Image: Northeast Now

From an effort to preserve the uncommon Gnetum gnemon shrub to declaring the Chala Reserve Forest, a sanctuary, the Tai Khamyangs of Chalapathar Shyam Gaon in Charaideo district are forging ahead with a conservation success story sans government help of any kind.

The Tai Khamyang community which inhabits the fringes of the 683.173 hectare Chala reserve forest became concerned when the Gnetum shrub locally called Khailong by the Khamyangs became on the verge of extinction in the forest habitat.

Pyoseng Chowlu, chairman, Chala Village Sanctuary  Conservation Society,  said that apart from Kosu and Dhekia, the Gnetum is eaten by the Khamyangs because of its high protein and nutritional value.

“The leaves and the seeds of this shrub should be harvested in such a manner that the regeneration and proliferation of the shrub are not affected,” he said.

“However, in recent times people from outside used to cut up the plant in such a manner that there was no regrowth,” he added.

Pyoseng said that the Chala Shyam Gaon and about five or six other villages on the fringes of the forest decided to stop the cutting of the plants and thenceforth began the conservation of the habitat of the Gnetum.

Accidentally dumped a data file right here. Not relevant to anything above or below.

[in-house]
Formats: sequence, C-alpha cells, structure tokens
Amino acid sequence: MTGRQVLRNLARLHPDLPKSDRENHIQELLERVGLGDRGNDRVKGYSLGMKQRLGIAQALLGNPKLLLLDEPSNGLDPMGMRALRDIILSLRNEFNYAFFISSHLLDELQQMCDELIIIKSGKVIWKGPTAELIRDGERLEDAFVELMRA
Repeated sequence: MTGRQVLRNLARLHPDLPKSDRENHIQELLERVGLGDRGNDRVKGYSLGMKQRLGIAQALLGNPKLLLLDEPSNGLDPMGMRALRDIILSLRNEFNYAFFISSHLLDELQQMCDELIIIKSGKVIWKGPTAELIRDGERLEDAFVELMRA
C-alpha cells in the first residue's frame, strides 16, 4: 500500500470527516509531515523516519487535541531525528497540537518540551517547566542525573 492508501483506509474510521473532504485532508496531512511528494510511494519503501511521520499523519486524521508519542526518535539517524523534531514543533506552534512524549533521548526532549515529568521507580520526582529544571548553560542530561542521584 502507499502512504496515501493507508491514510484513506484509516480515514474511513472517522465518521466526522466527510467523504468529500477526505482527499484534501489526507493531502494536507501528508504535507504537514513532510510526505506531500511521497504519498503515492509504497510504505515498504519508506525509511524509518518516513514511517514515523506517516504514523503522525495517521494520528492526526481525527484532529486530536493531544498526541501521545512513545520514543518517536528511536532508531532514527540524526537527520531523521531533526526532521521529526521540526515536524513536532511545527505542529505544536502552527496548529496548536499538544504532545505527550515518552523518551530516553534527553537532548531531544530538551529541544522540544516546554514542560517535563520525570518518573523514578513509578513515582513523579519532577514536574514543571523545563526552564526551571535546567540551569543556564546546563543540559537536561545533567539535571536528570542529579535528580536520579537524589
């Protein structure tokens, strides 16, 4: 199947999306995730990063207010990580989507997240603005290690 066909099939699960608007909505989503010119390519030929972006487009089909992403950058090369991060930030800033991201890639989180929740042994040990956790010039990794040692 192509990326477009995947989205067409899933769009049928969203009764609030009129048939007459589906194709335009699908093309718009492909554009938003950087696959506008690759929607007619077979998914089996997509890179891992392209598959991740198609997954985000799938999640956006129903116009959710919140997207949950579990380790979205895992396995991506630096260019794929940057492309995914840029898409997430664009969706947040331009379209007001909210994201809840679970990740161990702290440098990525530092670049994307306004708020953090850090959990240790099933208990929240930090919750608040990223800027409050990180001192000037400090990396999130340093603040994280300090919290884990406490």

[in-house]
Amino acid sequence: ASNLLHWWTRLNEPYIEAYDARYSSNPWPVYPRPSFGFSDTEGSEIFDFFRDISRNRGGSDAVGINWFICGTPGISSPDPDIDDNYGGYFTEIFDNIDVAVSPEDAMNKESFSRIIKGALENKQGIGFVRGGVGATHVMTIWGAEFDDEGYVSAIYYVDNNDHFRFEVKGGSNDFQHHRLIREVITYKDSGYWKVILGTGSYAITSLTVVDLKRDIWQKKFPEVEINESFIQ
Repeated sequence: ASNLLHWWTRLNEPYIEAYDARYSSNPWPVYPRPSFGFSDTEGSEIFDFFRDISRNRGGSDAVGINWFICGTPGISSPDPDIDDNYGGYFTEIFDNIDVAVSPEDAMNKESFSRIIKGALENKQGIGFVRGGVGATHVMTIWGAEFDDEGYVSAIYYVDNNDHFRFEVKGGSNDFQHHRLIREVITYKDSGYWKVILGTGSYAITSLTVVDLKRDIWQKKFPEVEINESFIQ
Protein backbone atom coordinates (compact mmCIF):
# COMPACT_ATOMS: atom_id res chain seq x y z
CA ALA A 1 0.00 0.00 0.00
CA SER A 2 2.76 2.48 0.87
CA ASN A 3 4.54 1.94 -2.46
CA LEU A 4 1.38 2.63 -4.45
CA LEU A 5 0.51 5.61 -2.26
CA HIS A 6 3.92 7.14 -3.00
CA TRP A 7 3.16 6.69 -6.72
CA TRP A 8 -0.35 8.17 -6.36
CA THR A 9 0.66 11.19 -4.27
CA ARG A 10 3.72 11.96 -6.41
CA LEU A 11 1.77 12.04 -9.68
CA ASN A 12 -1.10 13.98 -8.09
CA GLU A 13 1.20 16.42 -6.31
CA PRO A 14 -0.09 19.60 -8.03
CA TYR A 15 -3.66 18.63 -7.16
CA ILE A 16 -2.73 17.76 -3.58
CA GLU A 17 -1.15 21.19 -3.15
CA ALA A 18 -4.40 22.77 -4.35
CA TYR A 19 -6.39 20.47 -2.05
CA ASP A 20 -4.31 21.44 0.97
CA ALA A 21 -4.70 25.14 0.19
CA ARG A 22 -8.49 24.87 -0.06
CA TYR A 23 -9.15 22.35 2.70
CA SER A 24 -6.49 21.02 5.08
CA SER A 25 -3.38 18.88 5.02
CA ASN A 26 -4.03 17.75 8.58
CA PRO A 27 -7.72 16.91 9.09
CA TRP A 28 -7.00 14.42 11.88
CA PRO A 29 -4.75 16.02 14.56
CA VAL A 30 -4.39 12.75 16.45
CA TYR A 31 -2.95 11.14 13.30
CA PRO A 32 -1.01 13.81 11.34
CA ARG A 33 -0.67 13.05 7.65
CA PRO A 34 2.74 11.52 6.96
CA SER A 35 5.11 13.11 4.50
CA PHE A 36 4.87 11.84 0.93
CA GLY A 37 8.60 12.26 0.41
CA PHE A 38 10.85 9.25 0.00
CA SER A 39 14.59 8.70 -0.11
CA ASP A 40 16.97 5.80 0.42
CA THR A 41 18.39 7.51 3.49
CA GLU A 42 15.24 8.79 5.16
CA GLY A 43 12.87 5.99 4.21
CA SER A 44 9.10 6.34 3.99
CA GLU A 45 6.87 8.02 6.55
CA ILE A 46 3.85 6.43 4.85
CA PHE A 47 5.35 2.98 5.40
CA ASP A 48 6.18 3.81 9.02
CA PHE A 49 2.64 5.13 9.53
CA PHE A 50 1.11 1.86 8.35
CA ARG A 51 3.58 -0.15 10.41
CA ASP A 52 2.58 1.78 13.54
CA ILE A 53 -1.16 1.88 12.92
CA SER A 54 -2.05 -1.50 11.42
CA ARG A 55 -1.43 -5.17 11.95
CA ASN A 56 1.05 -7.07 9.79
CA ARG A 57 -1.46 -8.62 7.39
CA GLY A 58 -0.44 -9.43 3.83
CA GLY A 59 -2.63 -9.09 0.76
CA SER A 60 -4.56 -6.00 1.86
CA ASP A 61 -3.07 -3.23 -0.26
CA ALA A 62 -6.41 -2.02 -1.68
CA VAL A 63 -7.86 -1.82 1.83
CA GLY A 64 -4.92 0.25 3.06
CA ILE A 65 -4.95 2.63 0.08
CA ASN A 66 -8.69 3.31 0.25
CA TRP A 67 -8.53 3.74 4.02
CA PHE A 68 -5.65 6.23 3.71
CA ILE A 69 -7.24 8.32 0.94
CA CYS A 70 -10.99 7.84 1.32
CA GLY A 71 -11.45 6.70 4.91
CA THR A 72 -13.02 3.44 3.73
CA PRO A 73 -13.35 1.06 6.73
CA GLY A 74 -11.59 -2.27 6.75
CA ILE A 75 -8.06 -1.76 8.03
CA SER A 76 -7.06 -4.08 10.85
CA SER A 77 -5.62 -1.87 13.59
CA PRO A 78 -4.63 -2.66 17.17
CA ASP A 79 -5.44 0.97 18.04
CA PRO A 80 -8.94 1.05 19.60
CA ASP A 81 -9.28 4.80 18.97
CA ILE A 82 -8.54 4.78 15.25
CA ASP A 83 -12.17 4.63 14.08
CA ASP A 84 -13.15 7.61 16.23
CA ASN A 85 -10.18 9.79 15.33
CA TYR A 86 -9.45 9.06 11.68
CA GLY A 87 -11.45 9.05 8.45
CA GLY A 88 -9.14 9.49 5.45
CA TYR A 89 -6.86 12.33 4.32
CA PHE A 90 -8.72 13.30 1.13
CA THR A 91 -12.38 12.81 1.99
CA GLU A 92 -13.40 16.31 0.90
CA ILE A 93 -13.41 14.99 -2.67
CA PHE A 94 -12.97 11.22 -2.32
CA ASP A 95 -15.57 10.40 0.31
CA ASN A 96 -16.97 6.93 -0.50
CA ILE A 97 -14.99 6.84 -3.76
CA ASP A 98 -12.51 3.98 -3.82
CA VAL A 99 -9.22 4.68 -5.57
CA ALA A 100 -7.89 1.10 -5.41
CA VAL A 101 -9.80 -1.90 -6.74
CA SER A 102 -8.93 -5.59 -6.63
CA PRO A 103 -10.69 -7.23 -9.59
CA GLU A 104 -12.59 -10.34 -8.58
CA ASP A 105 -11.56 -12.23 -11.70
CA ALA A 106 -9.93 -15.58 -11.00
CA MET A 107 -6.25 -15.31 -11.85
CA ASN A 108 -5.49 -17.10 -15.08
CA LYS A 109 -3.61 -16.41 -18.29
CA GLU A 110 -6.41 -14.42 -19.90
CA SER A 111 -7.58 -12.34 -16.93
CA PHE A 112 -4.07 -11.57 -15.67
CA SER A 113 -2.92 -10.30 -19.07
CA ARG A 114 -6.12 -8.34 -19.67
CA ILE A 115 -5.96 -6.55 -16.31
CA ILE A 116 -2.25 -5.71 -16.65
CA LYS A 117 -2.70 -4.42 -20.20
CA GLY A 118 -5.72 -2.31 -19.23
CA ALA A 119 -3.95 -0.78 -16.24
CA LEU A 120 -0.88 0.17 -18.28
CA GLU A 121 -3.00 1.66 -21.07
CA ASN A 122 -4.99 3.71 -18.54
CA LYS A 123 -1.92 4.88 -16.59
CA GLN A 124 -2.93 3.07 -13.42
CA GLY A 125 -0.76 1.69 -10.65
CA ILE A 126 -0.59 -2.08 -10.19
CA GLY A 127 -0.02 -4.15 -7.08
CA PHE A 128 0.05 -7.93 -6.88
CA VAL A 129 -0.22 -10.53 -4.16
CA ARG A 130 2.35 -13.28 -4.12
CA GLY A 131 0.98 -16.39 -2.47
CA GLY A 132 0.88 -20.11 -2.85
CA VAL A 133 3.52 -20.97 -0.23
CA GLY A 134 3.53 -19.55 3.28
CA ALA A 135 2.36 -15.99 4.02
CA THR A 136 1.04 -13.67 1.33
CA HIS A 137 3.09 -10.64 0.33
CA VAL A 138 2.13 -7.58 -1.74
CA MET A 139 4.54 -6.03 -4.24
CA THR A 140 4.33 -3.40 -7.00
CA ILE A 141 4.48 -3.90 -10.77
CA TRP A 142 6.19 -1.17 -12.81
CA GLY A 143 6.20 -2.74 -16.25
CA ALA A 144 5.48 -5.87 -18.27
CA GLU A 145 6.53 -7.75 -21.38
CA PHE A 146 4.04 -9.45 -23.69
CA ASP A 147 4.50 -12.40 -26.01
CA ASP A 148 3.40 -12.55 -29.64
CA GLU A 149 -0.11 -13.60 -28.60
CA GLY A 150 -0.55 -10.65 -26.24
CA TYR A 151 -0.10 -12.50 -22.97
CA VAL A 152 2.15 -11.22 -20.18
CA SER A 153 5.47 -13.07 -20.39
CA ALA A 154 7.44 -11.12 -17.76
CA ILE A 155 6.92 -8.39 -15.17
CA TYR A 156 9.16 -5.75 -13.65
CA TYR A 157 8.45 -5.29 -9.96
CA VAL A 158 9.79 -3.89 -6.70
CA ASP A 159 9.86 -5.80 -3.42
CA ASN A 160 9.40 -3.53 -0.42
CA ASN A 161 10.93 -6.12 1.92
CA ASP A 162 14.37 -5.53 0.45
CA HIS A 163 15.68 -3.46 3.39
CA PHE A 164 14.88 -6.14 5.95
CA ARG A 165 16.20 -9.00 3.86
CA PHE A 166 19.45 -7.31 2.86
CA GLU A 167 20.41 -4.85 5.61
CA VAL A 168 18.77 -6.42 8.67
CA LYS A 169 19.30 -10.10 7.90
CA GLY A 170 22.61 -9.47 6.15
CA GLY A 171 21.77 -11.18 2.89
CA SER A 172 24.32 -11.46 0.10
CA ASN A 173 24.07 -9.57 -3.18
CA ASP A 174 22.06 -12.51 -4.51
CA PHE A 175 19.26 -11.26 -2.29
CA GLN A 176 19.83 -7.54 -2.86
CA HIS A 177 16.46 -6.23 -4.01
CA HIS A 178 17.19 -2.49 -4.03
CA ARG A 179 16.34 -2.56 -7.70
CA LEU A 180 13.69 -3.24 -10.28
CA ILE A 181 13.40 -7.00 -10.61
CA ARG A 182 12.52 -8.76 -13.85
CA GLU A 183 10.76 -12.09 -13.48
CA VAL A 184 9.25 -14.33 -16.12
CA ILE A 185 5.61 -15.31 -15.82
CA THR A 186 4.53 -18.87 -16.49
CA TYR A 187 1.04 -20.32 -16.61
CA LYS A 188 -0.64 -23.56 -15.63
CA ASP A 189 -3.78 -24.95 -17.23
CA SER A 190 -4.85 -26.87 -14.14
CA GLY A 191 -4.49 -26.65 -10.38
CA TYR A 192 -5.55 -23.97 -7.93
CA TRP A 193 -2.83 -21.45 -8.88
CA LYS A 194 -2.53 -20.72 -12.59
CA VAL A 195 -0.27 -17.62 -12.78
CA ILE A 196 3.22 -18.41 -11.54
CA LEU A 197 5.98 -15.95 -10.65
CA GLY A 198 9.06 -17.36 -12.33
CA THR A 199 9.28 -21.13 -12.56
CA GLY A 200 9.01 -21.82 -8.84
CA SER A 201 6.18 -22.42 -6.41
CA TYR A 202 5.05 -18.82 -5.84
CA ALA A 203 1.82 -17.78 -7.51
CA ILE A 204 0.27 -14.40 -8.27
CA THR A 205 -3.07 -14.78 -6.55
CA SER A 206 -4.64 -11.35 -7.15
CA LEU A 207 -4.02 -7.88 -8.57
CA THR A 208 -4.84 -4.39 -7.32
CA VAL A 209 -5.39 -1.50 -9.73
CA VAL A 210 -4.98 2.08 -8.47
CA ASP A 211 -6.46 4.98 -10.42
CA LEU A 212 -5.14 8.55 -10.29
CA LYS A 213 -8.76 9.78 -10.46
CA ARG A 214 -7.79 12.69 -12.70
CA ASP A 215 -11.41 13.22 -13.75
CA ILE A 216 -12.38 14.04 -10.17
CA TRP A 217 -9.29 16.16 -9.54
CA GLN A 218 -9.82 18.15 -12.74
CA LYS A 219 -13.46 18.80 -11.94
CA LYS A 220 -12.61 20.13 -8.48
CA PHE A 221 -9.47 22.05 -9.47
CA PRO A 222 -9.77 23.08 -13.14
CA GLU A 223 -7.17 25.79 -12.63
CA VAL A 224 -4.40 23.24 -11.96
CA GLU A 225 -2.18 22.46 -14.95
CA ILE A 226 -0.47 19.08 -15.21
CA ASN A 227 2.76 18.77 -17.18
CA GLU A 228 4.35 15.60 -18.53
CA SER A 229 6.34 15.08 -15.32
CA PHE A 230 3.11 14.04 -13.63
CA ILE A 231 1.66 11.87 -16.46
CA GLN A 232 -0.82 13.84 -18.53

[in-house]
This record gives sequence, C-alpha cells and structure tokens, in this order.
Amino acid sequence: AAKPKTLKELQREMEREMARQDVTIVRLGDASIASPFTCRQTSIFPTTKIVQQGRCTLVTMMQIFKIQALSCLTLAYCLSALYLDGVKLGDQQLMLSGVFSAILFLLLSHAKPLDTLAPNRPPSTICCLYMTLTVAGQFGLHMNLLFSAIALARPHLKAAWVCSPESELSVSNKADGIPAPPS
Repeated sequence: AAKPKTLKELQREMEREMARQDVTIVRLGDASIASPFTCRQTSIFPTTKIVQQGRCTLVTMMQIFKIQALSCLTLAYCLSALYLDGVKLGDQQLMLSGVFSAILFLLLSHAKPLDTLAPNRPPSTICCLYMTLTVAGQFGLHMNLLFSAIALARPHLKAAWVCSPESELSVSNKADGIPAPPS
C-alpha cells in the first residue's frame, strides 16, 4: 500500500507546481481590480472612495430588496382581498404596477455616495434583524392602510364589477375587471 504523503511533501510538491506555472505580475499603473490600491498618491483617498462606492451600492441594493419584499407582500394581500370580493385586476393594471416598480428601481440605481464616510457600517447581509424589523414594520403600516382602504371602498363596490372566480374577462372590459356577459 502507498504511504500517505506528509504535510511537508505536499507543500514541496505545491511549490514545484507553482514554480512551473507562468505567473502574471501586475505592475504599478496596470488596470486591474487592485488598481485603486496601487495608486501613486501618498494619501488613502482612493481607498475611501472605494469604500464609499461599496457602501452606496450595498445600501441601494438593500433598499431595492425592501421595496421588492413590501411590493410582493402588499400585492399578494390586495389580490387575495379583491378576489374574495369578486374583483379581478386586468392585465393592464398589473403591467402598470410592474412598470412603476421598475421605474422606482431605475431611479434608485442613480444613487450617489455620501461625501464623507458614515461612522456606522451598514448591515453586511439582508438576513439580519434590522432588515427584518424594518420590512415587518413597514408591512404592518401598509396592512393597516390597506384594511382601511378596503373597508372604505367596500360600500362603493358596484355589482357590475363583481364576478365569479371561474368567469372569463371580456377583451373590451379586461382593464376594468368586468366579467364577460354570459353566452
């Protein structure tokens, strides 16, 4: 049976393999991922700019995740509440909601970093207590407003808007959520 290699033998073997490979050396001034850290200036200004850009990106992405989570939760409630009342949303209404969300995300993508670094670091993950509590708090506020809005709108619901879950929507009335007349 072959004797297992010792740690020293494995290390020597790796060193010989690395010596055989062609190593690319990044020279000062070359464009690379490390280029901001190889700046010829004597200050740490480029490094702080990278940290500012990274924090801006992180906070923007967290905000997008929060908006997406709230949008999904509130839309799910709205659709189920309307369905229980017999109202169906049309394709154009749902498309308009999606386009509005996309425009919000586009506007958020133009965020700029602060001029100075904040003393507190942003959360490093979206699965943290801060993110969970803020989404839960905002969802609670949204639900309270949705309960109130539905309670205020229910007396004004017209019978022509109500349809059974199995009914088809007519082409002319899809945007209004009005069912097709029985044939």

“It became imperative to preserve this plant found only in Sivasagar, Golaghat and Karbi Anglong areas of the North East for ourselves and for the next generations, ” he said.

“This meant protecting the whole forest where it grew,” he added.

“We next decided to conserve the entire land on which it grew which meant the whole forest reserve,” Pyoseng said.

“The forest was declared the Chala village sanctuary by the community and the Chala Village Sanctuary Conservation Society was formed,” he added.

“We have also put up a board and banners regarding this in our village, ” Pyoseng added.

“We keep a close watch on the forest and its produce,” he further said.

“The forest department will vouch that no large tree has been felled in this forest for the past two years or so, something which was rampant earlier, ” he added.

Already denuded of trees, the Society planted 10000 saplings last year starting from World Environment Day and began anew the planting of another 3000 saplings today.

Pyoseng said that the leopard, panther, green viper, several varieties of birds including the hornbill and other smaller animals had found protection and shelter here.

Smita Bhattacharyya

Smita Bhattacharyya is Northeast Now Correspondent in Jorhat. She can be reached at: triptyaddy@gmail.com